Not least, I believe kids get inspired by the influence of a positive parental involvement from an early age.
Believe in yourself and work hard, everything is achievable if you go for it. Be sure to surround yourself with like-minded people that will lift you, help you, encourage you, and support you every step of the way.
Equal opportunities for training and developing amateur female athletes. Also more public awareness of female athletes and mental health in the industry. I’d like to also see the promotion of female sports in general increase, as well as equal events and compensation for those events.
A shoutout should be done to all the female commentators out there, doing a fabulous job!
Orla Chennaoui, Laura Winter, Jose Been and Hannah walker.
In my 6 years journey into the Zwift world, I discovered my passion for women’s e-racing. The answer to this question is simple. I would love to work for Zwift, to keep providing and motivating, with high end/ fun races for all the women’s Zwift community as it is something I feel very driven to do!
Pole Vaulting – So exciting to watch and cheer, but I am scared of heights!
Georgia Simmerling is a Canadian road and track cyclist, who recently retired after competing for UCI Women’s Team Twenty24. She also previously competed in alpine skiing and skicross, and is the first Canadian to compete in three different sports in three different Olympic Games. She is now the CEO and sports agent for AG Sports Inc.
I come from an athletic family and was introduced to sports as a young kid, so it was a pretty easy decision! My three older brothers and my dad are all really athletic. We loved to ski as a family, so sports have always been a part of my life. And trust me, I’m beyond thankful for that. I have learnt over the years, even as an adult, the skills I acquired as an athlete, now transitioning out of elite sports, have set me up and will continue to help me reach success in this next chapter of my life.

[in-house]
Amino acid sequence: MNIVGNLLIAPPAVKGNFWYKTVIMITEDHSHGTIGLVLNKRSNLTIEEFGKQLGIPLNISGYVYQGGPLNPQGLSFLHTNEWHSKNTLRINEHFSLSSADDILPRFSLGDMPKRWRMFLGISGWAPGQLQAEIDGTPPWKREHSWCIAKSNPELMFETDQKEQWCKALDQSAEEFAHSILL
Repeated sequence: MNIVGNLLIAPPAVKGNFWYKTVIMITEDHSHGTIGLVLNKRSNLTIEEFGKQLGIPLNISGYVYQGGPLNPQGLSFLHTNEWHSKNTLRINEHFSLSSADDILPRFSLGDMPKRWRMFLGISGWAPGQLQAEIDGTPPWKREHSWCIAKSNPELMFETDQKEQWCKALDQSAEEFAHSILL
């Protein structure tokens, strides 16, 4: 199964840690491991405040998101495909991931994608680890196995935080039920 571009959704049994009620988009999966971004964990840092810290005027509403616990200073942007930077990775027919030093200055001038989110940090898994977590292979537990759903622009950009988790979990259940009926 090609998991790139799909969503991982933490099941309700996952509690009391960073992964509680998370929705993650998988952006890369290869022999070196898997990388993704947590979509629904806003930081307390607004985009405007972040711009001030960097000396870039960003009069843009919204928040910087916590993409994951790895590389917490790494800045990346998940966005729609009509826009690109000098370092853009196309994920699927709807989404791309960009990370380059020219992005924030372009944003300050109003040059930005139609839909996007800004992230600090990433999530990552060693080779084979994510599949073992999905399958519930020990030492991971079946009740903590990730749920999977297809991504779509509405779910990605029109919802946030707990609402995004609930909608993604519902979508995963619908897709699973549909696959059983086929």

I was lucky enough as a young girl to have female role models. I know not a lot of women my age could say that looking back on their development as athletes. I looked up to older female athletes on the Canadian Alpine National Ski Team. Ski racing was my first sport as a youngster and I wanted to represent Canada and go to the Olympics. My dream grew from seeing those women in real life though. When you see it, you believe it. I think more than ever, there are more female role models for kids today, with more exposure for women’s sports. There is still a long way to go before we stop having the equality conversation, and I’m trying hard to be a change maker in that conversation, but things are definitely shifting in the right direction I think.
Get involved! Make it happen! I’m not one for sitting back and assuming or expecting things will come my way. Ever. You must put your dreams and goals into action. Reach out to people in your community. Now, more than ever, access to things and people and organization is available for us online, so go out there and get what you want.
I would like to see more businesses, corporations and sponsors step up and support the women’s game. It’s happening, but slowly… People WANT to watch women’s sports, but if they can’t find it, they can’t watch it. So sponsorship funding needs to rise to expose more women’s sports to the world.
I looked up to the Founder of Fast And Female, and now we’re close friends. Chandra Crawford is a retired Canadian Olympic medalist and started FAF years before the equality conversation truly was in the forefront of today’s media. She’s grown the non profit exponentially and continues to inspire young girls to stay in sport. Massive shout out to Chandra Crawford and Fast And Female.
Naomi Osaka maybe. I’m a huge tennis fan. And through the lens of her documentary on Netflix and her social platforms, she seems like a very polarizing athlete. She’s in the spotlight and yet it doesn’t appear to come naturally to her to WANT to be in the spotlight. That would be challenging, and really interesting to experience I think…